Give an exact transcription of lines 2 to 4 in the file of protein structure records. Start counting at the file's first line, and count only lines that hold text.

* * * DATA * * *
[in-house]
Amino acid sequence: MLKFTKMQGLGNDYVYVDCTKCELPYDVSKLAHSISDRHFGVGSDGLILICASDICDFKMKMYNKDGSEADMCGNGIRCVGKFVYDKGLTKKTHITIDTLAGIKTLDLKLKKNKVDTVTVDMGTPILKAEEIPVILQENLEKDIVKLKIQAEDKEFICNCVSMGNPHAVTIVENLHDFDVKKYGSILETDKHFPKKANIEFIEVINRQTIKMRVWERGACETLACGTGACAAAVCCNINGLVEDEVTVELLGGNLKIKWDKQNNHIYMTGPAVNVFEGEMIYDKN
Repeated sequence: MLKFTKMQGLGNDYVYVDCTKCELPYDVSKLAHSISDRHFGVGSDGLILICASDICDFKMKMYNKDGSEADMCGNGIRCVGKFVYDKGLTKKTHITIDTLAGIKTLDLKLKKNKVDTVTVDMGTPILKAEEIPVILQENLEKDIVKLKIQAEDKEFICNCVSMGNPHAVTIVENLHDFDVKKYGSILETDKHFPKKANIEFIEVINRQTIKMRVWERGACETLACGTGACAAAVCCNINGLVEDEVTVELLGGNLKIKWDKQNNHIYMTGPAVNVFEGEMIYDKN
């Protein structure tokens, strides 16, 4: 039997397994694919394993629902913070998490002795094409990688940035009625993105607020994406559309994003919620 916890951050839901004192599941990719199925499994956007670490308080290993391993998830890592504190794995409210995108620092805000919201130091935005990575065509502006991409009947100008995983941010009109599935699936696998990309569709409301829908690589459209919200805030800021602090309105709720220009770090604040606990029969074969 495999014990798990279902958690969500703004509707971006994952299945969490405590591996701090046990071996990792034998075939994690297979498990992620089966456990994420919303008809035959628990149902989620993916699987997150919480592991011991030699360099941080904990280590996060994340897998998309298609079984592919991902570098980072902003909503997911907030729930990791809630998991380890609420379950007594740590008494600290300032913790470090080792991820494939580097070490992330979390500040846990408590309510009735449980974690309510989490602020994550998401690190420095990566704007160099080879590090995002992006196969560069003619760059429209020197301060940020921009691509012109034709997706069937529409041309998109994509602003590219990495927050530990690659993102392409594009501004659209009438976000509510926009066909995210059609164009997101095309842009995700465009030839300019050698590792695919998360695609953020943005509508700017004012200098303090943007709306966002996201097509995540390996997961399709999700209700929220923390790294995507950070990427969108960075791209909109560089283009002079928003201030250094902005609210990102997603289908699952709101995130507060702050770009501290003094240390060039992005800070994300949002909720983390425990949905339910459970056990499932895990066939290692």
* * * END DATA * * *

Amino acid sequence: MLKFTKMQGLGNDYVYVDCTKCELPYDVSKLAHSISDRHFGVGSDGLILICASDICDFKMKMYNKDGSEADMCGNGIRCVGKFVYDKGLTKKTHITIDTLAGIKTLDLKLKKNKVDTVTVDMGTPILKAEEIPVILQENLEKDIVKLKIQAEDKEFICNCVSMGNPHAVTIVENLHDFDVKKYGSILETDKHFPKKANIEFIEVINRQTIKMRVWERGACETLACGTGACAAAVCCNINGLVEDEVTVELLGGNLKIKWDKQNNHIYMTGPAVNVFEGEMIYDKN
Repeated sequence: MLKFTKMQGLGNDYVYVDCTKCELPYDVSKLAHSISDRHFGVGSDGLILICASDICDFKMKMYNKDGSEADMCGNGIRCVGKFVYDKGLTKKTHITIDTLAGIKTLDLKLKKNKVDTVTVDMGTPILKAEEIPVILQENLEKDIVKLKIQAEDKEFICNCVSMGNPHAVTIVENLHDFDVKKYGSILETDKHFPKKANIEFIEVINRQTIKMRVWERGACETLACGTGACAAAVCCNINGLVEDEVTVELLGGNLKIKWDKQNNHIYMTGPAVNVFEGEMIYDKN
């Protein structure tokens, strides 16, 4: 039997397994694919394993629902913070998490002795094409990688940035009625993105607020994406559309994003919620 916890951050839901004192599941990719199925499994956007670490308080290993391993998830890592504190794995409210995108620092805000919201130091935005990575065509502006991409009947100008995983941010009109599935699936696998990309569709409301829908690589459209919200805030800021602090309105709720220009770090604040606990029969074969 495999014990798990279902958690969500703004509707971006994952299945969490405590591996701090046990071996990792034998075939994690297979498990992620089966456990994420919303008809035959628990149902989620993916699987997150919480592991011991030699360099941080904990280590996060994340897998998309298609079984592919991902570098980072902003909503997911907030729930990791809630998991380890609420379950007594740590008494600290300032913790470090080792991820494939580097070490992330979390500040846990408590309510009735449980974690309510989490602020994550998401690190420095990566704007160099080879590090995002992006196969560069003619760059429209020197301060940020921009691509012109034709997706069937529409041309998109994509602003590219990495927050530990690659993102392409594009501004659209009438976000509510926009066909995210059609164009997101095309842009995700465009030839300019050698590792695919998360695609953020943005509508700017004012200098303090943007709306966002996201097509995540390996997961399709999700209700929220923390790294995507950070990427969108960075791209909109560089283009002079928003201030250094902005609210990102997603289908699952709101995130507060702050770009501290003094240390060039992005800070994300949002909720983390425990949905339910459970056990499932895990066939290692």